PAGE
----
The Future of Artificial Intelligence in the Retail Industry

AIBy Mikaela Kornowski

Although artificial intelligence (AI) sounds a little out of this world, this futuristic technology is already helping customers and retailers in the here and now, with expansion predicted for the years ahead. According to Transparency Market Research, the AI industry was valued at $126 billion in 2015, and is predicted to grow to $3 trillion by 2024.

Using machine-learning, AI continuously gathers new data on the retail industry, businesses, and consumers, and creates automated decisions based on that information. In traditional data-harvesting, humans ultimately analyze data results and make conclusions. AI, on-the-other-hand, can form its own educated choices.

A Personally-Tailored Experience

You probably know customized experiences for consumers are becoming more and more important for retail success, both online and in-store. IBM’s Watson, a specimen of AI technology known for outsmarting Jeopardy’s top human contestants on the show, is now helping The North Face customers have a personalized shopping journey.

Watson drives the retailer’s online shopping tool, which helps customers select coats that fit their needs. The tool asks questions regarding the location and time of year shoppers plan on wearing the jacket. North Face reports shoppers who use the tool are more likely to complete their purchase and the retailer plans to expand AI in the future.

Gap is also going custom. Have you ever wondered if the blouse you see on a model online will look as good on you? Gap is testing an app that allows customers to digitally “try on” clothes. After shoppers enter their height and weight, the technology shows the outfit on the customers’ personally designed models.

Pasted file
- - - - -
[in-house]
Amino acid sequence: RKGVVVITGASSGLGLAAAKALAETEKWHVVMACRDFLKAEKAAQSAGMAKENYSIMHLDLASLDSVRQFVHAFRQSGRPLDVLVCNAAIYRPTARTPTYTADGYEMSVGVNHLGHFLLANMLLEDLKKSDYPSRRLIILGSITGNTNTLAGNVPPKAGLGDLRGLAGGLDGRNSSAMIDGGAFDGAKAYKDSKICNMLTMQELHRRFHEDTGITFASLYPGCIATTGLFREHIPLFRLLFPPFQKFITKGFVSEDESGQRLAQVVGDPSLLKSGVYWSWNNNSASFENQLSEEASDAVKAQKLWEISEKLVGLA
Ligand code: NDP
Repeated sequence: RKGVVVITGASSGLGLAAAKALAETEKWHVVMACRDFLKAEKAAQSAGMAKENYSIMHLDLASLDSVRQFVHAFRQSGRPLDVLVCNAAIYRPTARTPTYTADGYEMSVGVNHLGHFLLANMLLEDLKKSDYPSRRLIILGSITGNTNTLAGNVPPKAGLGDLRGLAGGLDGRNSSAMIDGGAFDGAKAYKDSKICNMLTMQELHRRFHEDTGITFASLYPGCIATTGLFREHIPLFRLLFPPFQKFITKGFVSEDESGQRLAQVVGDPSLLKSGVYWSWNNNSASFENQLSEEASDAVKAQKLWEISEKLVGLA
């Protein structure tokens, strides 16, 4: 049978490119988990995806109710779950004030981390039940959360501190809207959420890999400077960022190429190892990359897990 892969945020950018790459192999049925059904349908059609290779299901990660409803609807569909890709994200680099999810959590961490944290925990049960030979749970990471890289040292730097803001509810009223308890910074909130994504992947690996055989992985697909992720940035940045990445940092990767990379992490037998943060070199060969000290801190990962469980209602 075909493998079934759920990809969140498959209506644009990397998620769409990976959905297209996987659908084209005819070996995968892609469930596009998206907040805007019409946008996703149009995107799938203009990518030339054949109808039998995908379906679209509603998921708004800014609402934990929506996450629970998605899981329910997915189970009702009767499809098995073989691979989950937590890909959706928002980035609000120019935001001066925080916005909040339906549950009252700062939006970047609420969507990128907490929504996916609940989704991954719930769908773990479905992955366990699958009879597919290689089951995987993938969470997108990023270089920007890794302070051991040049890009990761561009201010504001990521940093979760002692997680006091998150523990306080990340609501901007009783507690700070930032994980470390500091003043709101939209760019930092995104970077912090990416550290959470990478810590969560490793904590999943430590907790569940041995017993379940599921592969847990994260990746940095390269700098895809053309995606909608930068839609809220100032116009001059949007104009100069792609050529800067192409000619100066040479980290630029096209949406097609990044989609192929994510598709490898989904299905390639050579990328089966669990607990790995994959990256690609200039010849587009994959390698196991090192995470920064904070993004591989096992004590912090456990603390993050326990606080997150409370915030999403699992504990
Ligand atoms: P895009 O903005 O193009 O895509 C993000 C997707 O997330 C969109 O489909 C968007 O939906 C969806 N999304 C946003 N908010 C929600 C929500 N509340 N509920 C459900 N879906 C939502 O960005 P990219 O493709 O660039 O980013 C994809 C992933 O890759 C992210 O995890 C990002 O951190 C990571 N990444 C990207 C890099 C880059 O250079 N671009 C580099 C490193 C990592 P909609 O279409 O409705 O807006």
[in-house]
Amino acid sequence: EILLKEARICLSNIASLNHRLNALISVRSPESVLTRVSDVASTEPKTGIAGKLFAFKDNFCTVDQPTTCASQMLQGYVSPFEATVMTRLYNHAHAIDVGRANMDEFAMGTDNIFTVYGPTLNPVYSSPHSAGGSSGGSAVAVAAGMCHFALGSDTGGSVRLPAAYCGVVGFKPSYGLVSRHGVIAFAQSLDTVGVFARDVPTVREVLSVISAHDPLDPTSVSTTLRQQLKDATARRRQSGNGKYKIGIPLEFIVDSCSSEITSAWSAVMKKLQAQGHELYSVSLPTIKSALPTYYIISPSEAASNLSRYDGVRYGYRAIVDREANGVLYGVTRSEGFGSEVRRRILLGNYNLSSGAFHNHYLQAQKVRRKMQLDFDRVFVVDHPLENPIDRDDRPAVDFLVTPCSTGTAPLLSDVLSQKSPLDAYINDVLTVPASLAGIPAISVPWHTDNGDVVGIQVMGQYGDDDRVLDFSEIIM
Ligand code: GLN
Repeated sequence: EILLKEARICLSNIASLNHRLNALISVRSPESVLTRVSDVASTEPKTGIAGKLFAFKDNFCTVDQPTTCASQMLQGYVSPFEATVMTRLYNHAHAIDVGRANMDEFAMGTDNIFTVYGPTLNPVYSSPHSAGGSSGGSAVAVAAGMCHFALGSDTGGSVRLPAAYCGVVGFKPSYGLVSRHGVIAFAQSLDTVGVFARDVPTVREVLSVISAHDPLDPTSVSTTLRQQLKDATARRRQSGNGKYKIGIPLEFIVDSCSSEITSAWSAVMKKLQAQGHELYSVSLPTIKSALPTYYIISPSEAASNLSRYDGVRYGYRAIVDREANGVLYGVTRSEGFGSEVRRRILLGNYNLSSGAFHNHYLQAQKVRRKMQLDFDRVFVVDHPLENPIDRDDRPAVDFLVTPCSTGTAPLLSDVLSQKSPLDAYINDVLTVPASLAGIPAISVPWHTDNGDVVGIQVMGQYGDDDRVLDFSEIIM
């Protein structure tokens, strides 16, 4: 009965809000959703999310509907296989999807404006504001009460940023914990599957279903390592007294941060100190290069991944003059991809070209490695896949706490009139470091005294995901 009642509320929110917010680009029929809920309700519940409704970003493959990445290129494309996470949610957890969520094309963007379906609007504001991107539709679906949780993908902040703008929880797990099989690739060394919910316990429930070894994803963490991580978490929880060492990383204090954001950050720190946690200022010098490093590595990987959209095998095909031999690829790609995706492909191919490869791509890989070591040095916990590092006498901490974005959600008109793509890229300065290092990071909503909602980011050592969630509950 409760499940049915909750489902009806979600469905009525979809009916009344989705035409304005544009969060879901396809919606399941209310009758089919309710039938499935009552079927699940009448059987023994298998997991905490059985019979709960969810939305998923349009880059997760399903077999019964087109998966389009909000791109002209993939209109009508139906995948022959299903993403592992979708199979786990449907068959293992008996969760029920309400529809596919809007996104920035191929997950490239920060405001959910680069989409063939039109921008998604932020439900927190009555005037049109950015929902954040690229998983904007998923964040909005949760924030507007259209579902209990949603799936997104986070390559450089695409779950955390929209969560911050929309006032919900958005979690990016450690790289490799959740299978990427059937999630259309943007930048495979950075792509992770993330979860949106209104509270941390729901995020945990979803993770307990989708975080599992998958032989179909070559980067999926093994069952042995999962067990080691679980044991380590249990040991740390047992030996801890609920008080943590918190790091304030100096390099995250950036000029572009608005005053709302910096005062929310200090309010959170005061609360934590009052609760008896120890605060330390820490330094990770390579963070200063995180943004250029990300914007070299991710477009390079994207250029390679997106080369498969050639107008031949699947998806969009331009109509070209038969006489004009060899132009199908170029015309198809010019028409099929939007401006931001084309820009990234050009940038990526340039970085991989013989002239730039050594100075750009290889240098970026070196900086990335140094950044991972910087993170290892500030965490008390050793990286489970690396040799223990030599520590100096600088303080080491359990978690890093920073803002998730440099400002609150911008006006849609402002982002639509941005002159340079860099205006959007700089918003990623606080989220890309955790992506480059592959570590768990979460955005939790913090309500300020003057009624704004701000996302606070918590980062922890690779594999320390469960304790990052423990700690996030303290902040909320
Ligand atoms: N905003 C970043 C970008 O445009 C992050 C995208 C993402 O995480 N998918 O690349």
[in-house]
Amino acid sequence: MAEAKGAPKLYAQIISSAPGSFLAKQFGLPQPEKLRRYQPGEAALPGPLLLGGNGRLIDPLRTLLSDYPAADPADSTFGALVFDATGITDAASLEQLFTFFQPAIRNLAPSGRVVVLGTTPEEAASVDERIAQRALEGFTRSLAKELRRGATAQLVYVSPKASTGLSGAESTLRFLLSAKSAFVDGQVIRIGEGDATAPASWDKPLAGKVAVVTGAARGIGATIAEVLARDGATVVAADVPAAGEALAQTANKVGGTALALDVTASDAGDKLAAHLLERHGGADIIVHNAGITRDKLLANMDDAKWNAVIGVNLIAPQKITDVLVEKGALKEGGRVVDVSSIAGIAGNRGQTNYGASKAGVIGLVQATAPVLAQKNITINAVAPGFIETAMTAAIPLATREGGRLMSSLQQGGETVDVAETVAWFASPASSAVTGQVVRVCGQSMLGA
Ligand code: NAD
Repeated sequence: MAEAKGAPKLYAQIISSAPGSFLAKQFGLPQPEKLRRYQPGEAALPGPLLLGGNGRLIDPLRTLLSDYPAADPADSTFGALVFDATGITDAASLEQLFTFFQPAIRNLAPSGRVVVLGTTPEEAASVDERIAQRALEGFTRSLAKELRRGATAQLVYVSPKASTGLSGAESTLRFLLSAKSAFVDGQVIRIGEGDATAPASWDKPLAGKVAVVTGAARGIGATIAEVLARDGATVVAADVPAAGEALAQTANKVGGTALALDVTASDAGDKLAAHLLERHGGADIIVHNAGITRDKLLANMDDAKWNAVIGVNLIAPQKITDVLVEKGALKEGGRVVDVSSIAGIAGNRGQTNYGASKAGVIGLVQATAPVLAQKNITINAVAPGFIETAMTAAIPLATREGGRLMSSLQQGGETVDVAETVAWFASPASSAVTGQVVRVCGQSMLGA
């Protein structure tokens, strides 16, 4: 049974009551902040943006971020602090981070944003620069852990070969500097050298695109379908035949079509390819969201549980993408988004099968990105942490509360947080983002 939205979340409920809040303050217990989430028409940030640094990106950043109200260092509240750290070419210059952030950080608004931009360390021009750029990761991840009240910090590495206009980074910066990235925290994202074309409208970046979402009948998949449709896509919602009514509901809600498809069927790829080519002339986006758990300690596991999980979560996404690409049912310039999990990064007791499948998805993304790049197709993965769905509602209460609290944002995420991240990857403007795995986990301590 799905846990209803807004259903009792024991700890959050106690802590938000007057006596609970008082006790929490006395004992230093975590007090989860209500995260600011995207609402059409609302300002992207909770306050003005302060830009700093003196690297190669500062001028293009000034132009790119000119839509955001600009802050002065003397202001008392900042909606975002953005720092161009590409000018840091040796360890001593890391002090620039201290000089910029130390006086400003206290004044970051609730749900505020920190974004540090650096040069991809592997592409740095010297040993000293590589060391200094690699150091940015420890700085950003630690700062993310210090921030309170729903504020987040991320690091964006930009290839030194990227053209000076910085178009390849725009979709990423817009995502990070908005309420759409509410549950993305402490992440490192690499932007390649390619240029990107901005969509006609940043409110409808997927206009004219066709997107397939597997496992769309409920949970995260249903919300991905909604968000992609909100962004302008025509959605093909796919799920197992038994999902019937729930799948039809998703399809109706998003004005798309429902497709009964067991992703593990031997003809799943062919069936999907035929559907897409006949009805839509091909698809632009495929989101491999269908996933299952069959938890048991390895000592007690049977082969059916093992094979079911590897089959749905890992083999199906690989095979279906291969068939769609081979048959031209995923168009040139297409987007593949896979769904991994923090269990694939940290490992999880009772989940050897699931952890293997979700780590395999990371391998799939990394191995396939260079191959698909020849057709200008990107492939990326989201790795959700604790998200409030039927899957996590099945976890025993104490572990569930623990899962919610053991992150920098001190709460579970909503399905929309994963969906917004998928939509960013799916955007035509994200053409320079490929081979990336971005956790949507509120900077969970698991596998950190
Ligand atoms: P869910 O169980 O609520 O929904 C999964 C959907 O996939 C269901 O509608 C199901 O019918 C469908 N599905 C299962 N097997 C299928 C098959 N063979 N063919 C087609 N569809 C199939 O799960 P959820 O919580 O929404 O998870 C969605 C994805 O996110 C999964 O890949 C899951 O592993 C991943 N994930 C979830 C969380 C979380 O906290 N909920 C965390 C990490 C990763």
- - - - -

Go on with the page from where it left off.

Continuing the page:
AI technology gives customers more confidence that their buy is the best match for them and will also help reduce returns for retailers. You can expect this type of custom experience to only expand through AI.

Improving the Online Search

Technology designed by Webyclip allows retailers and consumers to snap photos with their smartphones and search a database filled with billions of images to gather relevant data and discover similar products. With help from AI, users no longer have to type and re-type descriptions into a search bar, hoping to find the clothing item or accessory they’re looking for.

Veloxity reports 75 percent of shoppers make purchasing decisions with help from their phones. Since the majority of shoppers use their phones at some point during the buying journey, visual search ability through the convenience of a mobile device will help shoppers compare product information and pricing, and will keep retailers in-the-know about their competition.

Always Ready Customer Service

It’s not likely that AI technology will completely eliminate the human component of customer service, but it can certainly help retailers save on manpower. Macy’s has invested in an app that blends Watson’s technology with GPS-based software, allowing customers to receive timely responses to in-store customer service questions, such as where a particular brand or type of merchandise is located in the store.

Taking the Guessing Game Out of Inventory

For retailers, predicting the amount of merchandise to keep in-stock isn’t easy. Too much product can mean a loss for your business, while not enough product can cause dissatisfied customers and missed sales opportunities. Unpredictable factors like having a milder-than-normal winter can completely throw off your winter wear sales.

Apps powered by Watson have the ability to monitor your supply chain, the market, and consumer demand. AI can then use that data to calculate decisions regarding your inventory, allowing retailers to spend less time researching and worrying about their strategy.

Streamlined In-Store Visits

Amazon Go, the retailer’s brick-and-mortar locations currently on-hold, first opened free of registers and check-out lines. Shoppers simply used their Amazon Go app to check-in as they entered the store and sensors tracked the merchandise they put in their basket and left with.

Right now, it’s questionable how realistic the technology will be for retailers to adopt. Even Amazon is temporarily delaying the opening of more brick-and-mortar stores until bugs with the automated technology can be resolved.

Like most technology, AI will take on a bigger role in the retail industry, both for customers and business owners. Just how far the technology will be implemented in-store and online remains in-question, but the possibilities are certainly astounding.

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